Race for Weiner's Seat Has Democrats Sweating
NEW YORK (AP) — Democrat David Weprin faced an unusually tight race against Republican Bob Turner in a special election Tuesday in New York's heavily Democratic 9th Congressional District, where voters unhappy with President Barack Obama could elect a Republican for the first time.
The contest to replace disgraced Democratic Rep. Anthony Weiner has become too close to call, with public opinion polling showing a slight edge for Turner, a retired media executive with no previous political experience.
Panicked at the prospect of an embarrassing loss, Democrats have poured cash into the race and sent in their stars to try to save Weprin, a state lawmaker who has been forced to defend Obama's economic policies even as he tries to stress his own independence and close ties to the community.
Republicans are working to frame the race as a referendum on Obama, even though turnout is usually low in a special congressional election.
On Monday, House Republican Leader Eric Cantor argued that a Turner victory would be an "unprecedented win" and the latest evidence of voter dissatisfaction with Obama.
"That district is not unlike the rest of the country. People are very unhappy with the economy tight now and, frankly, I would say unhappy with the lack of leadership on the part of this White House," Cantor, of Virginia, told reporters in the Capitol.
Back in the district that spans parts of Queens and Brooklyn, Turner campaigned with Rudy Giuliani, the popular former New York City Republican mayor.
"Our constituents here are concerned about the basics," Turner said. "We'll wait to hear what the voters say."
Weprin campaigned at a Queens senior center Monday and greeted voters at a subway stop with Democrats including Rep. Jerrold Nadler.
With a large population of Catholic and Orthodox Jewish residents, the 9th Congressional District is broadly blue collar and more conservative than many others in the city. It's the kind of white, working-class environment Obama struggled with in his 2008 campaign even as he was easily winning most other traditional Democratic constituencies.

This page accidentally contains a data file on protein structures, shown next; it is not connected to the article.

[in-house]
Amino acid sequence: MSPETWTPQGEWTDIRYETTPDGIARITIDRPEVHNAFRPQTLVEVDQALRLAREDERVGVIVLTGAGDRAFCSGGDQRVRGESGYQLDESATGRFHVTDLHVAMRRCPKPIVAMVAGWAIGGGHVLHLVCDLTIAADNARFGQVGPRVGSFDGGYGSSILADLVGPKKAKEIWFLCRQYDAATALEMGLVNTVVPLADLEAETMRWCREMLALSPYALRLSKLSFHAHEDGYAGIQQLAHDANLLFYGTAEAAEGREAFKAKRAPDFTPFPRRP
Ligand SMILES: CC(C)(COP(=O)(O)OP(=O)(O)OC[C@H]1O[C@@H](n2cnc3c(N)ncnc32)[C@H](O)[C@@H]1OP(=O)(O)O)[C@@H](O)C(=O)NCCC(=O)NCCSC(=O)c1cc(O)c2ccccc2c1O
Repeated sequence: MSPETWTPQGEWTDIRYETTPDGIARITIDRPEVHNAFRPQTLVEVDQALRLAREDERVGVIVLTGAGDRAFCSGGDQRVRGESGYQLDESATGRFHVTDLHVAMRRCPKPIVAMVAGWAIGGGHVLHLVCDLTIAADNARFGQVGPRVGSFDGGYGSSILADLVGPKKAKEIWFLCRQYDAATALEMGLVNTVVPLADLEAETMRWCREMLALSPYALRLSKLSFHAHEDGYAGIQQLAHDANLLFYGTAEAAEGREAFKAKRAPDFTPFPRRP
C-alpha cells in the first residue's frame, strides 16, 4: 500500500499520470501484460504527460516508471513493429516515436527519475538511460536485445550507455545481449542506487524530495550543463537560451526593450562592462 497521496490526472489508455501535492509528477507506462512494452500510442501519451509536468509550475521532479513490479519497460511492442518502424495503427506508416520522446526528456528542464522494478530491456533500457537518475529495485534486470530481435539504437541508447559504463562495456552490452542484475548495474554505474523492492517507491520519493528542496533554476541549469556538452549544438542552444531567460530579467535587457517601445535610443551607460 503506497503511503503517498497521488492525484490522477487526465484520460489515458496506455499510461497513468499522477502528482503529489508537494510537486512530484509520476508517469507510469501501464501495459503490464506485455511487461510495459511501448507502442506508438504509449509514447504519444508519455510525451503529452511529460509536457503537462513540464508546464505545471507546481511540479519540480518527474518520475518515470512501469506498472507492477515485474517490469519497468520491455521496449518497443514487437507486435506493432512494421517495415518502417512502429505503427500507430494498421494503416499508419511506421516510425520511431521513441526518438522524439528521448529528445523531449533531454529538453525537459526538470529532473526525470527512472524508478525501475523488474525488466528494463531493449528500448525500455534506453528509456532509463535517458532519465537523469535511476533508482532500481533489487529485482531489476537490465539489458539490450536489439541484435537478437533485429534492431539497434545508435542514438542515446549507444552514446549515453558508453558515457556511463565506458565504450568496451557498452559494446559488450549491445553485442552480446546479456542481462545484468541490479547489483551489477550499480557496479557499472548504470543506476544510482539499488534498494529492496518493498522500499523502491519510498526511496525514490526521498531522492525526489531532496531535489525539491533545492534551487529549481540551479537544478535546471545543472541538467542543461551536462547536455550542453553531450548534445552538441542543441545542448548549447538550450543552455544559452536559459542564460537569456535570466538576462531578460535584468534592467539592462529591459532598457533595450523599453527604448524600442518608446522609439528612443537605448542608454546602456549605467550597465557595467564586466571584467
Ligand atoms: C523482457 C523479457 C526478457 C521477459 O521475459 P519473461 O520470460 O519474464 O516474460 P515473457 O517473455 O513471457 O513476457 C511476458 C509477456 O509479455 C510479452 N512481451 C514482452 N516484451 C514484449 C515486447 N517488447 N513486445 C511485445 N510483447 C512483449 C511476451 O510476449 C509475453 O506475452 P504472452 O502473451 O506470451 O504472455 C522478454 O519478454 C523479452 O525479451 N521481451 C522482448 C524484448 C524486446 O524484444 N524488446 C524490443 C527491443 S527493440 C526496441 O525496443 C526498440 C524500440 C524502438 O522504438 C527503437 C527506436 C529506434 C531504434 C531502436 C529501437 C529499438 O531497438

A Siena Poll released Friday showed Turner leading Weprin among likely voters, with 50-44 percent margin. The same poll found just 43 percent of voters approving of Obama's job performance, while 54 percent said they disapproved. The president fared much worse among independents. Just 29 percent said they approved of his job performance, while 68 percent disapproved.
Hoping to shift the momentum in the final days, the Democratic Congressional Campaign Committee has invested more than $500,000 in ads in New York's pricey television market. An independent Democratic group, the House Majority PAC, is running ads, too. And Obama for America, part of the Democratic National Committee that support the president's re-election, is urging volunteers to rally behind Weprin and help get his backers to the polls.
The party also has enlisted two of its biggest guns, former President Bill Clinton and Gov. Andrew Cuomo, to record phone calls for Weprin. And Democrats are relying on organized labor and other affiliated groups to bring voters to the polls.
"We're going to fight for every vote until the polls close Tuesday," DCCC spokeswoman Jennifer Crider said. "When voters learn the real difference between David Weprin and Bob Turner, they'll vote their Democratic values."
Weprin has tried to cast Turner as hostile to popular entitlement programs like Social Security and Medicare. It's a formula that worked for another Democrat, Kathy Hochul, who won a heavily Republican upstate New York district in a special election last May by vowing to protect those programs.
But Weprin, an orthodox Jew, has been on the defensive on gay marriage and Israel, which could peel away some support from the Orthodox community. He voted in favor of same sex nuptials in the New York Assembly, and some Jewish voters have threatened to withhold support for Weprin because they disapprove of Obama's policies toward the Jewish state.
Siena Poll Director Steve Greenberg said the economy remained the most important issue in the race. And, he said, that spells bad news for Democrats in this special election and nationally.
"We have people hurting, in need of jobs, and they are blaming Washington," Greenberg said. "They are angry and frustrated. And Barack Obama is getting the brunt of their anger."
The House seat opened up in June when Weiner was pushed by party leaders to resign after sending sexually provocative tweets and text messages to women he met online.
Associated Press writers Andrew Taylor and Julie Pace in Washington contributed to this report.
Beth Fouhy can be reached on Twitter at www.twtter.com/bfouhy